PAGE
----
15/10: 🐢 Construct [...] → v-1(=rax) indicates a constructor call with a turtle (🐢) emoji, which might symbolize a slow path or a deoptimization checkpoint. The result of the constructor call is placed in v-1, which corresponds to the register rax. The list within the brackets are the arguments and their corresponding registers. The live range is from 15 to 30, and a lazy deoptimization point is noted at instruction 9 with 4 live variables at that point.

29 : Add r3, [5] is an addition operation.

16/17: 🐢 GenericAdd [...] → v-1(=rax) represents a generic addition operation with a potential deoptimization point at instruction 29. The result is again in v-1 (rax). The live range is only from 16 to 17, indicating a very short usage window for the result.

35 : SetKeyedProperty r0, r3, [6] is a keyed property set operation.

17/18: 🐢 CallBuiltin(KeyedStoreIC_Megamorphic) [...] → v-1(=rax) suggests a call to a built-in megamorphic inline cache (IC) for setting a keyed property. The input operands and the output are indicated, along with the register assignments. The live range is not indicated, but there's a deoptimization point at instruction 35 with 5 live variables.

Each 🐢 followed by an operation (like Construct, GenericAdd, or CallBuiltin) indicates that these operations have deoptimization points. The "lazy" tag signifies that the deoptimization information is only considered if those operations indeed deoptimize.

The notation vX/nY:v-Z(=rW) seems to represent virtual register vX with some node ID nY and a mapping to a stack slot or CPU register rW. The v-1 indicates the use of a single virtual register for the result of these operations. The actual CPU register in which this virtual register is placed is indicated in parentheses (e.g., rax, rbx, rdi, rdx, rsi).

The presence of stack slots (e.g., -6S or -7S) shows that some values are stored on the stack instead of registers, which can happen when there are not enough physical registers available or when preparing for a possible deoptimization.

Figure 6–1. After register allocation pre-processing
Figure 6–2. After register allocation pre-processing

Register Allocation

Tracing the register allocation is useful especially whether there are conditions that register value are accessed or overwritten by other operations.

We attempt to break down the analysis for the Block 1 and Block 2 (Figures 7–1 and 7–2 ) as below:

Block b1
The block starts with a reference to the SharedFunctionInfo for function f0 and its source file poc_maglev_1.js.

0 : LdaGlobal [0], [0]: This operation loads a global variable into the accumulator.

11/1: InitialValue(<this>) → [stack:-6|t]: The initial value of this is stored on the stack at position -6. The |t indicates that the value is tagged, which in V8 typically means it’s a pointer to a JavaScript object or a small integer. Its live range is from instruction 11 to 30.

12/2: InitialValue(a0) → [stack:-7|t]: The initial value of the first argument a0 is also stored on the stack at position -7, with the same tagging convention and live range as the this value.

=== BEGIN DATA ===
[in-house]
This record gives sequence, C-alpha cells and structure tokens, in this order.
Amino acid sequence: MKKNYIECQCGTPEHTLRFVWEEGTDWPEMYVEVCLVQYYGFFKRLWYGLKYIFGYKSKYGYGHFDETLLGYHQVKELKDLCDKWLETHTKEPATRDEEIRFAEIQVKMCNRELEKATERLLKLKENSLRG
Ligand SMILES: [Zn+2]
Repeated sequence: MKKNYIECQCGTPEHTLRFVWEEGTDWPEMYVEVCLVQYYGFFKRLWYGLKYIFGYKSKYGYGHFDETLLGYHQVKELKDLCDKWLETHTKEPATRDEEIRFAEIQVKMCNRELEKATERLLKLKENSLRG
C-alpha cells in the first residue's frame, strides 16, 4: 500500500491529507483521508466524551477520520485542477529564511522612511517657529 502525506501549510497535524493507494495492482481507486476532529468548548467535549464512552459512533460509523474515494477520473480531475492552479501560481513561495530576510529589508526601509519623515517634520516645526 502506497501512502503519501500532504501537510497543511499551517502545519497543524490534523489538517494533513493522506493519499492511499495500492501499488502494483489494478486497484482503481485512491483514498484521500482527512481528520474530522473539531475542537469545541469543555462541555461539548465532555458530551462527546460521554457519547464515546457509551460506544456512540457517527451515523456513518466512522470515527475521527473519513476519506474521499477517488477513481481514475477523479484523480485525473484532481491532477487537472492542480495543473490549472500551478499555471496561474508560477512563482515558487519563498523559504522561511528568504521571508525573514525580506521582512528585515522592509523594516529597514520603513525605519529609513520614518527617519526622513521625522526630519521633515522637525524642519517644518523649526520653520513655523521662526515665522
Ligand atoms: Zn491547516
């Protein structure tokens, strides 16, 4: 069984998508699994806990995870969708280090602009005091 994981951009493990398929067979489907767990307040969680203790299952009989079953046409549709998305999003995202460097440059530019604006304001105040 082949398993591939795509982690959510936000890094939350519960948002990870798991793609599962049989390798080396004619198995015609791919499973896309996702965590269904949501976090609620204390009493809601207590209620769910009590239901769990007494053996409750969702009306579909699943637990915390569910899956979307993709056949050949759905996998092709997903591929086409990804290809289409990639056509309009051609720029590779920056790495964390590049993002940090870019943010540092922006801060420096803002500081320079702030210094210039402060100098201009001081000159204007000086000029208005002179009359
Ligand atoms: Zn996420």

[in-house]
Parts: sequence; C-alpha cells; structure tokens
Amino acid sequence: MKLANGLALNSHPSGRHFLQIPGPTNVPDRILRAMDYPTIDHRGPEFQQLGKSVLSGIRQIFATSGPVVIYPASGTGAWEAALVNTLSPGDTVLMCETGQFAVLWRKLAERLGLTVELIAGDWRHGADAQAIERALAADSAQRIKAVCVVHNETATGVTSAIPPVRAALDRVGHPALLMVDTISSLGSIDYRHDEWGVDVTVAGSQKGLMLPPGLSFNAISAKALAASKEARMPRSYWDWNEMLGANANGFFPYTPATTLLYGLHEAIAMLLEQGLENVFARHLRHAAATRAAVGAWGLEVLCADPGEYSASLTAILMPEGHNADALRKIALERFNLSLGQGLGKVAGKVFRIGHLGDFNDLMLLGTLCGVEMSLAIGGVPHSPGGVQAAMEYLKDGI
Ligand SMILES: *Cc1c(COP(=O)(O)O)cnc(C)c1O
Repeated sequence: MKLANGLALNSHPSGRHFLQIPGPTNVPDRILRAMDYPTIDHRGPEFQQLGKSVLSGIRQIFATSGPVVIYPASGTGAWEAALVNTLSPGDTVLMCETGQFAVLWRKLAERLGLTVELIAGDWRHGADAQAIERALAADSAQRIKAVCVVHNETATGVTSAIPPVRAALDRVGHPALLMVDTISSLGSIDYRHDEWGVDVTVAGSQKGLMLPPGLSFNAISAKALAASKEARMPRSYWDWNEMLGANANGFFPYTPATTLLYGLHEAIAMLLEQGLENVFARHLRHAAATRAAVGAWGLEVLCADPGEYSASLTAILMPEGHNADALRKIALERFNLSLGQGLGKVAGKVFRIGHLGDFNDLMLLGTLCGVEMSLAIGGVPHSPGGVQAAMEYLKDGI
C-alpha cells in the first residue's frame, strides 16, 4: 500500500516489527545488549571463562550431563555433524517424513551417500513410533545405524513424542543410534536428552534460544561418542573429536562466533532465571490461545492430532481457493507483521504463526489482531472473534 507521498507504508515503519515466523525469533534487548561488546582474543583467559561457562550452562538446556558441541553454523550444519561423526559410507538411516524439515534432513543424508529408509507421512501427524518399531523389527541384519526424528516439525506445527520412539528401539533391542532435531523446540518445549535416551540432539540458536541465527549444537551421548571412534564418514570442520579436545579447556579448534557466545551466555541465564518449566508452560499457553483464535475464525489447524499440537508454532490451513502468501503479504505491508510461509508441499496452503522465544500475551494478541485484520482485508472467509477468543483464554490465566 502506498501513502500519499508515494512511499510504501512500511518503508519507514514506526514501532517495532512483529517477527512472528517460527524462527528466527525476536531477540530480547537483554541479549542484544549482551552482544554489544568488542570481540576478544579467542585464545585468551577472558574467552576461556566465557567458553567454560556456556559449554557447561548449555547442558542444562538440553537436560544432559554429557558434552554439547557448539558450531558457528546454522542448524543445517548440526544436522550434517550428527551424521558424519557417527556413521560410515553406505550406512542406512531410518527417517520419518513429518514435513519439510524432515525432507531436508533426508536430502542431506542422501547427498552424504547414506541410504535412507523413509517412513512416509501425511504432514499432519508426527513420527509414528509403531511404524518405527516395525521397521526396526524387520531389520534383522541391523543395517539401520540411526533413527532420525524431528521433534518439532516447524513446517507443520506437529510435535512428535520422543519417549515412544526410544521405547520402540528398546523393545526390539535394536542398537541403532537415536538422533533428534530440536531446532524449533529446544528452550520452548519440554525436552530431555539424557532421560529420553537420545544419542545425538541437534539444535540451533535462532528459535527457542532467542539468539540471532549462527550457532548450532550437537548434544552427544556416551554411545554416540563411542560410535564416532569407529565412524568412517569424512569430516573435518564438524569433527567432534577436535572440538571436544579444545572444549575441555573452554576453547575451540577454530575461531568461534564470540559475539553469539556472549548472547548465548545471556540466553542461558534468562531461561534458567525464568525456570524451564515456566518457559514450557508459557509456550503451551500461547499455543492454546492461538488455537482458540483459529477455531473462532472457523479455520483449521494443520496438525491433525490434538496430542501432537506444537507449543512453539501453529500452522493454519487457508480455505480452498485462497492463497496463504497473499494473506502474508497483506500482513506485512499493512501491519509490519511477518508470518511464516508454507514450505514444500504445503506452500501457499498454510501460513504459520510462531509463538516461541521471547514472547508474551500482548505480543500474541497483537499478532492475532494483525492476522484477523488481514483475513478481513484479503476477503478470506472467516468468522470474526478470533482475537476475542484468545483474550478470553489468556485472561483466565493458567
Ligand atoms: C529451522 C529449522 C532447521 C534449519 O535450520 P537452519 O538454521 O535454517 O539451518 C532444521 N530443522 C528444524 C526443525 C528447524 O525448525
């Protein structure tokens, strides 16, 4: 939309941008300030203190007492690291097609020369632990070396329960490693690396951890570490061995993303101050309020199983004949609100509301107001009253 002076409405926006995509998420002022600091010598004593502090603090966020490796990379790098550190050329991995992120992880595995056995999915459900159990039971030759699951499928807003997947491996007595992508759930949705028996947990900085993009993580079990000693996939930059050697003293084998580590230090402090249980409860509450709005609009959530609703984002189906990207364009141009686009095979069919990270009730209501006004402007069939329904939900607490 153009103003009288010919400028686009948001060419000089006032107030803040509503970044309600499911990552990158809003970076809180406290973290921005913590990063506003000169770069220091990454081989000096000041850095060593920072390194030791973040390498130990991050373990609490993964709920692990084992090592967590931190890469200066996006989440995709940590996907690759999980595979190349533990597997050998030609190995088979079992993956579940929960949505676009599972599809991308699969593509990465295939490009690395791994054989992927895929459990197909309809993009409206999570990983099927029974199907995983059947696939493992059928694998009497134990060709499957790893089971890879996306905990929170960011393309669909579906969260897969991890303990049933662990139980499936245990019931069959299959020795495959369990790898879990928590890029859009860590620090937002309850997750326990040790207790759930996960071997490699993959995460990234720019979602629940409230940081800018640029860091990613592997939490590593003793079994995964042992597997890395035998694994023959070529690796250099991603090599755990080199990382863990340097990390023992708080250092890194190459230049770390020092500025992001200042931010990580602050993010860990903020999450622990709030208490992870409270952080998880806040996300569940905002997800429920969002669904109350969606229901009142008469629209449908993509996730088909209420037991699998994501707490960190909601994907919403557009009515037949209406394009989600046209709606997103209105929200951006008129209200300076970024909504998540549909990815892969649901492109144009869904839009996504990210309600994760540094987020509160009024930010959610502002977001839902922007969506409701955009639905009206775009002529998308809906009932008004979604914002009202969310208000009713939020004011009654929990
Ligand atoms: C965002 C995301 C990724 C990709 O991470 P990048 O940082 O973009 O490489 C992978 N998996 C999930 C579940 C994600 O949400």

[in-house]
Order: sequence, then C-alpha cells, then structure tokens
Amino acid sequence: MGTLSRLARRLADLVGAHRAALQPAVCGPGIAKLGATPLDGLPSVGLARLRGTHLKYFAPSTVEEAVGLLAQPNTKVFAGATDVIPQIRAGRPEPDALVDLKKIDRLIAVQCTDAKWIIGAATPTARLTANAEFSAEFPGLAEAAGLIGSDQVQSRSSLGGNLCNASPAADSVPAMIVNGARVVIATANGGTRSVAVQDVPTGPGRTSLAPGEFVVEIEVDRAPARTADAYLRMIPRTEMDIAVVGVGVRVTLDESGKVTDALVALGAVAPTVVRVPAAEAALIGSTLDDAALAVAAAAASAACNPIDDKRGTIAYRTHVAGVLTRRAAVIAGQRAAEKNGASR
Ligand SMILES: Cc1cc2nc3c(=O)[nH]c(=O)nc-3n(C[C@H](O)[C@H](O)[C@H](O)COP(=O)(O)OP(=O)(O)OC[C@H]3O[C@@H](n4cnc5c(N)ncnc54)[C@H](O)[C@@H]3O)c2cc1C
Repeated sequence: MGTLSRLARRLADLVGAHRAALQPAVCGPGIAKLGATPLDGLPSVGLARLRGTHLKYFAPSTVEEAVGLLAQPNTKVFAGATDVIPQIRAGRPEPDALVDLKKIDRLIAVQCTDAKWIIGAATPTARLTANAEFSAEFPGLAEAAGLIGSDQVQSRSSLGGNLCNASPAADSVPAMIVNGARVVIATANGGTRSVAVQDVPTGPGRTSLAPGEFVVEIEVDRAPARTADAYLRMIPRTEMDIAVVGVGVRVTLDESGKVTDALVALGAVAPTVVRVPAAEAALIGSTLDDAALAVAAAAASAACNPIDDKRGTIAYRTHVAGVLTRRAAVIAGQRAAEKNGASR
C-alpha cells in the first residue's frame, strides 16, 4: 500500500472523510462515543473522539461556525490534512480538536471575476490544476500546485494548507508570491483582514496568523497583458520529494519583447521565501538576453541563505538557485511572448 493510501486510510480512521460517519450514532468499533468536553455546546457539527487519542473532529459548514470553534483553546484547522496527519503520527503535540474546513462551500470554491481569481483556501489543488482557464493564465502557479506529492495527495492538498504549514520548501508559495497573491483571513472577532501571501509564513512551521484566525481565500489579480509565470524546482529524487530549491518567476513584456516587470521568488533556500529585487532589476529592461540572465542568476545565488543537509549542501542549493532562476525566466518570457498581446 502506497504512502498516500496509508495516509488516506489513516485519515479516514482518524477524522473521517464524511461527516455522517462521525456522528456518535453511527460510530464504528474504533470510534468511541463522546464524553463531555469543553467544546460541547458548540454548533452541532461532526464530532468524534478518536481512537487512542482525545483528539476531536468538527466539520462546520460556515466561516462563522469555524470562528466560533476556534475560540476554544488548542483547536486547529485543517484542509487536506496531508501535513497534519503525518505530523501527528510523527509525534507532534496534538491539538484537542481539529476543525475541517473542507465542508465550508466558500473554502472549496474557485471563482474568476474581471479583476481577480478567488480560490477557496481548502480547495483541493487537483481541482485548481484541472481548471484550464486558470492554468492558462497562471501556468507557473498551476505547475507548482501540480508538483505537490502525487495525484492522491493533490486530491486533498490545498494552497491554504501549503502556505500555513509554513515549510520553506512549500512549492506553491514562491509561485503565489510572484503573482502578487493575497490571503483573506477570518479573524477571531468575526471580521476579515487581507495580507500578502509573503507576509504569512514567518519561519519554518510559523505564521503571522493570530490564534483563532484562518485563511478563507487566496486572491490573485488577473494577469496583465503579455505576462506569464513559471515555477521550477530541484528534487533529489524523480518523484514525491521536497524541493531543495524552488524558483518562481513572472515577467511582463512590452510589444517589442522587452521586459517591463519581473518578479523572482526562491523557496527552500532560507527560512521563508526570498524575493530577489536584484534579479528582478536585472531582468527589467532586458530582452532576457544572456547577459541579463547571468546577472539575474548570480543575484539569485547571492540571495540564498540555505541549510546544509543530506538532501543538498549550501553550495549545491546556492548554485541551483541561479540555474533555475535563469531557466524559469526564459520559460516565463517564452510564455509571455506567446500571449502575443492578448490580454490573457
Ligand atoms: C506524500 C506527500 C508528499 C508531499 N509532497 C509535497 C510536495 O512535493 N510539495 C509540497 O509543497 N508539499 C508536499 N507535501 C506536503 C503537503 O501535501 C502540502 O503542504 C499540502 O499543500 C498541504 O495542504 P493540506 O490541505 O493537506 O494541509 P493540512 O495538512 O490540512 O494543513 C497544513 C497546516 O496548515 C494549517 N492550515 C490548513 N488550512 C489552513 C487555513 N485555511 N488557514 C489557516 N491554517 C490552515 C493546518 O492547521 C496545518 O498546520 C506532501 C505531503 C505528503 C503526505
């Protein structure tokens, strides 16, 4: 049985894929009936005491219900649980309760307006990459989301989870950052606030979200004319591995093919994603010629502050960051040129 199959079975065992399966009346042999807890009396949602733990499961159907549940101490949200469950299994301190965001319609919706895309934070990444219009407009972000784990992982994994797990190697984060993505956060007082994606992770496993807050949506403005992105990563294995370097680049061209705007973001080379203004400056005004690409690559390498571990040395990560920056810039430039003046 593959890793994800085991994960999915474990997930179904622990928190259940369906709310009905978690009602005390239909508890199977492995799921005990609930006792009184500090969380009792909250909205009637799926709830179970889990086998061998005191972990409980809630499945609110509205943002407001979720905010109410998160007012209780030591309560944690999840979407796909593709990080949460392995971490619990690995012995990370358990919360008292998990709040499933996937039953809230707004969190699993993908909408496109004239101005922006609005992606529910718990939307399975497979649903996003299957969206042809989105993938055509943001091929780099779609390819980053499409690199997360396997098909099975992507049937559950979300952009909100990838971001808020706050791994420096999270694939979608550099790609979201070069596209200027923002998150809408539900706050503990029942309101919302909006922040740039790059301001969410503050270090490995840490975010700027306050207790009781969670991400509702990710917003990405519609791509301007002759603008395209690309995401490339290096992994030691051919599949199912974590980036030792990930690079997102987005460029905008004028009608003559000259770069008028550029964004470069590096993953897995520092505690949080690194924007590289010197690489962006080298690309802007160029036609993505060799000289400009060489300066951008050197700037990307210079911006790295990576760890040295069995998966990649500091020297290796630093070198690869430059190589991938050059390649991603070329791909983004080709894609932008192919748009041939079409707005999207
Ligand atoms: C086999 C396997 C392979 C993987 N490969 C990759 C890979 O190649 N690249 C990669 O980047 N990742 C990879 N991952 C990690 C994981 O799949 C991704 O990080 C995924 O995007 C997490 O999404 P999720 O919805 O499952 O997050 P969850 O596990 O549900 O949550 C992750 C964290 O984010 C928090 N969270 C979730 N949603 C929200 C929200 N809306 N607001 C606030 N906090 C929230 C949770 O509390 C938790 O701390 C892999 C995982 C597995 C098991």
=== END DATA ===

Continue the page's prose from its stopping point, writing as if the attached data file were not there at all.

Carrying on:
13/6: FunctionEntryStackCheck: This is a check to ensure there’s enough stack space for the function to execute without causing a stack overflow.

14/7: Jump b2: Control jumps to block b2.

Block b2
36: ConstantGapMove(v3/n8 → [rdi|R|t]): This moves a constant value v3/n8 into the rdi register. The R indicates it’s a register, and |t again indicates tagging.

37: GapMove([rdi|R|t] → [rdx|R|t]): This moves the value from rdi to rdx, both registers.

38: ConstantGapMove(v1/n4 → [rsi|R|t]): This moves another constant value v1/n4 into the rsi register.

9 : Construct r2, r3-r3, [2]: This operation constructs a new object with the Construct instruction, likely calling a constructor function with arguments.

15/10: 🐢 Construct [...] → [rax|R|t] (spilled: [stack:0|t]): This represents a constructor call that may trigger a deoptimization (indicated by the turtle emoji). The result of the constructor call is assigned to the rax register and also spilled to the stack at position 0. The live range is from 15 to 30, and a lazy deoptimization checkpoint is at instruction 9 with 4 live variables.

39: GapMove([rax|R|t] → [rdx|R|t]): This moves the value from rax to rdx.

40: ConstantGapMove(v4/n16 → [rax|R|t]): This moves a constant value v4/n16 into rax.

41: ConstantGapMove(v6/n11 → [rbx|R|t]): This moves another constant value v6/n11 into rbx.

Figure 7–1. After register allocation

Figure 7–2. After register allocation
Figure 7–3. After register allocation

Summary and Credits

It is a real good experience to write an article about compilation stages, it grants a way to us and get to know every stages. We will keep this as a series to show the Maglev vulnerability analysis with debugging for any interesting cases. Moreover, this blogpost can be extended by referencing to the Maglev codes and verify every action.

We are very thankful to the discussion with and knowledge sharing from Bohan Liu (Twitter: @P4nda20371774) from Tencent Security Xuanwu Lab and his presentation about Maglev vulnerabilities at Blackhat Europe 2023 is insightful and detailed. Meanwhile, he is going to give a talk at Blackhat Asia 2024, we are looking forward for it.

In addition, we are thankful to @wwkenwong and Carl Smith from Google v8 security for his review and advice.